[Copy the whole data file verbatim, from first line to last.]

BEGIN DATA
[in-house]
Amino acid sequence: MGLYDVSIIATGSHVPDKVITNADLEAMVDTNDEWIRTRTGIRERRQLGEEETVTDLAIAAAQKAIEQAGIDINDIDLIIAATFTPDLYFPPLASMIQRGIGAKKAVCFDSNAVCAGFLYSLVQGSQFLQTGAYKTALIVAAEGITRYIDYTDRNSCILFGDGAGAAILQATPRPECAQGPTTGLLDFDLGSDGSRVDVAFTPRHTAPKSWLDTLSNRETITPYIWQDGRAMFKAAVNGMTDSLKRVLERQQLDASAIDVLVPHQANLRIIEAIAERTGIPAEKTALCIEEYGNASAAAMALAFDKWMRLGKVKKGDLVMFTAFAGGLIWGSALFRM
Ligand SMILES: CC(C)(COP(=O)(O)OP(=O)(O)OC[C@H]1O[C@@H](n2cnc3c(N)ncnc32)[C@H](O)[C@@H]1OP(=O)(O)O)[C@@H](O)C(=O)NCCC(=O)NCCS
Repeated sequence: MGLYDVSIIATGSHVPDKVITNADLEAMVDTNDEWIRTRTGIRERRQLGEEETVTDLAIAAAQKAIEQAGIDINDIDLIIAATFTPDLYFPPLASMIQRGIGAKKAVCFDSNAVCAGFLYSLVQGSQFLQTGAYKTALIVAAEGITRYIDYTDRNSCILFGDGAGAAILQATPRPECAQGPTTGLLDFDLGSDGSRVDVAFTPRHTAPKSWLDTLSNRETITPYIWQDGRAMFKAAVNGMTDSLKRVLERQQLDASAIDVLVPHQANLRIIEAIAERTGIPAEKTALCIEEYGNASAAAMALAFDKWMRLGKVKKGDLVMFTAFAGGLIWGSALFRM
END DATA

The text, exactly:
[in-house]
Amino acid sequence: MGLYDVSIIATGSHVPDKVITNADLEAMVDTNDEWIRTRTGIRERRQLGEEETVTDLAIAAAQKAIEQAGIDINDIDLIIAATFTPDLYFPPLASMIQRGIGAKKAVCFDSNAVCAGFLYSLVQGSQFLQTGAYKTALIVAAEGITRYIDYTDRNSCILFGDGAGAAILQATPRPECAQGPTTGLLDFDLGSDGSRVDVAFTPRHTAPKSWLDTLSNRETITPYIWQDGRAMFKAAVNGMTDSLKRVLERQQLDASAIDVLVPHQANLRIIEAIAERTGIPAEKTALCIEEYGNASAAAMALAFDKWMRLGKVKKGDLVMFTAFAGGLIWGSALFRM
Ligand SMILES: CC(C)(COP(=O)(O)OP(=O)(O)OC[C@H]1O[C@@H](n2cnc3c(N)ncnc32)[C@H](O)[C@@H]1OP(=O)(O)O)[C@@H](O)C(=O)NCCC(=O)NCCS
Repeated sequence: MGLYDVSIIATGSHVPDKVITNADLEAMVDTNDEWIRTRTGIRERRQLGEEETVTDLAIAAAQKAIEQAGIDINDIDLIIAATFTPDLYFPPLASMIQRGIGAKKAVCFDSNAVCAGFLYSLVQGSQFLQTGAYKTALIVAAEGITRYIDYTDRNSCILFGDGAGAAILQATPRPECAQGPTTGLLDFDLGSDGSRVDVAFTPRHTAPKSWLDTLSNRETITPYIWQDGRAMFKAAVNGMTDSLKRVLERQQLDASAIDVLVPHQANLRIIEAIAERTGIPAEKTALCIEEYGNASAAAMALAFDKWMRLGKVKKGDLVMFTAFAGGLIWGSALFRM